The University of Michigan’s medical school has embraced critical race theory as part of its curriculum, according to a report in the City Journal.
It’s a problem not only in Ann Arbor, but in medical schools elsewhere, John Sailer explained.
At the University of Michigan, critical race theory has invaded yet another discipline: medicine. In January 2021, Michigan Medicine’s Anti-Racism Oversight Committee Action Plan called for designing a new curriculum, one that would use an “intersectional framework” and incorporate “critical race theory.”
The story is a microcosm of a nationwide trend that has not spared medicine. In the summer of 2020, senior administrators at Michigan Medicine, like many of their colleagues around the country, called for large-scale change. On June 1, five deans and vice presidents published a letter decrying health disparities, declaring: “We must reject and prevent this manifest . . . injustice.” A few days later, the executive vice president for medical affairs expressed the same urgency in a letter titled “The Time is Now.”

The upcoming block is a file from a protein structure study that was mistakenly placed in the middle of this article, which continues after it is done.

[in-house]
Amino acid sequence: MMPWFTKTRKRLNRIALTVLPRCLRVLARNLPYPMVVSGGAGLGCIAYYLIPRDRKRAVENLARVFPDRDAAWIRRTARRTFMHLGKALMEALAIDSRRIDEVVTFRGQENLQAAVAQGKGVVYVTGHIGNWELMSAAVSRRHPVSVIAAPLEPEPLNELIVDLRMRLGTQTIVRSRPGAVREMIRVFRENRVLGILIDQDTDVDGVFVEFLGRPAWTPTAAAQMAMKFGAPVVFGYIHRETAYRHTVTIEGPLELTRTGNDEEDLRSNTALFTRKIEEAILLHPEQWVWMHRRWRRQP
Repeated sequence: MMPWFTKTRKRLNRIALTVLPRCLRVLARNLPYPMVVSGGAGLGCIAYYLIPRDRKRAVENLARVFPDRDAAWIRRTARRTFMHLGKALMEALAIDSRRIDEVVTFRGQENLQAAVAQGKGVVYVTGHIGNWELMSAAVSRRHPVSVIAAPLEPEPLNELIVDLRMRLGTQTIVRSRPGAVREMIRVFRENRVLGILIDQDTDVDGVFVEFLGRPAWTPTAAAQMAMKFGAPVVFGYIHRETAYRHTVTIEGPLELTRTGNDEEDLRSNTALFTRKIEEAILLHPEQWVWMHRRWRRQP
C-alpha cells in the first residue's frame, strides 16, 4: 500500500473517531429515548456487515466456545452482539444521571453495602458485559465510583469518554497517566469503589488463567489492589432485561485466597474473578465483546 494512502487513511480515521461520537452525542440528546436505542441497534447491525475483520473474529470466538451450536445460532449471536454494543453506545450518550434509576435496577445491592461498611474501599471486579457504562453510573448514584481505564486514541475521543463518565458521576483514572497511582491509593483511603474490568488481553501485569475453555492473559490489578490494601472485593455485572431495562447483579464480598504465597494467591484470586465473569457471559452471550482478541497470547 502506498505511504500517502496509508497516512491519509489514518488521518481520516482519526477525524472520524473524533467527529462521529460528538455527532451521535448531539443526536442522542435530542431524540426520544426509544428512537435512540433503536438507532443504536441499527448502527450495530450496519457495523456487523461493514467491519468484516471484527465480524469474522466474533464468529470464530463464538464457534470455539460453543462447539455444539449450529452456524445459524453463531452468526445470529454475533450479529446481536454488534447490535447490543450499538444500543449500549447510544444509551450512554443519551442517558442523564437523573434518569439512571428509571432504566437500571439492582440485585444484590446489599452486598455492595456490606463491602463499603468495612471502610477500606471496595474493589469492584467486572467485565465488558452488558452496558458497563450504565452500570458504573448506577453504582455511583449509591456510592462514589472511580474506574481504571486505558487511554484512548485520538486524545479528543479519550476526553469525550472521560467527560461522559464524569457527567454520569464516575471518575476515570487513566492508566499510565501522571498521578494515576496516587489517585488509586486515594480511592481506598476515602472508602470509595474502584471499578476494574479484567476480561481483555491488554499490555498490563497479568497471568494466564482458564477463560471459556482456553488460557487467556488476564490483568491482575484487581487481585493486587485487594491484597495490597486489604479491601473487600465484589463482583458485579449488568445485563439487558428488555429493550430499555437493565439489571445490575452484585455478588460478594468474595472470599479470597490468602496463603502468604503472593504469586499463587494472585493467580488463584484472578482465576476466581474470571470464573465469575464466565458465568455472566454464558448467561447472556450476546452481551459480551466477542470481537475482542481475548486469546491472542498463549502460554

Sailer detailed how the university “was happy to oblige” with demands from a student coalition. The prestigious medical school shifted energy not to studying cardiology or physiology, but Ibram Kendi.
The Action Plan lays out how it will achieve that objective. One of the plan’s “deliverables” calls for hiring outside experts: “Recruitment of critical race theory, health justice education, and intersectionality expert(s) to develop scholarship/update med school curriculum, residency/educator training.” Another calls for expanded faculty training “on how to teach intersectionality, health justice, and critical race theory from materials developed by recruited experts.” The plan even vows to “provide anti-racism, critical race theory, health justice, and intersectionality resident education for residents as applied to medical care and include curriculum based on Ibram Kendi’s Stamped from the Beginning book.” Kendi famously argues that any disparity between groups is, by default, a symptom of racism—a disputed brand of “antiracism,” to say the least.
Politicizing medical education is the goal, Sailer said.
“Inserting such work into the curriculum is unlikely to improve education at Michigan Medicine, but it’s guaranteed to politicize it—and that’s no surprise, given that the Action Plan explicitly advocates injecting politics into the practice of medicine,” he said.
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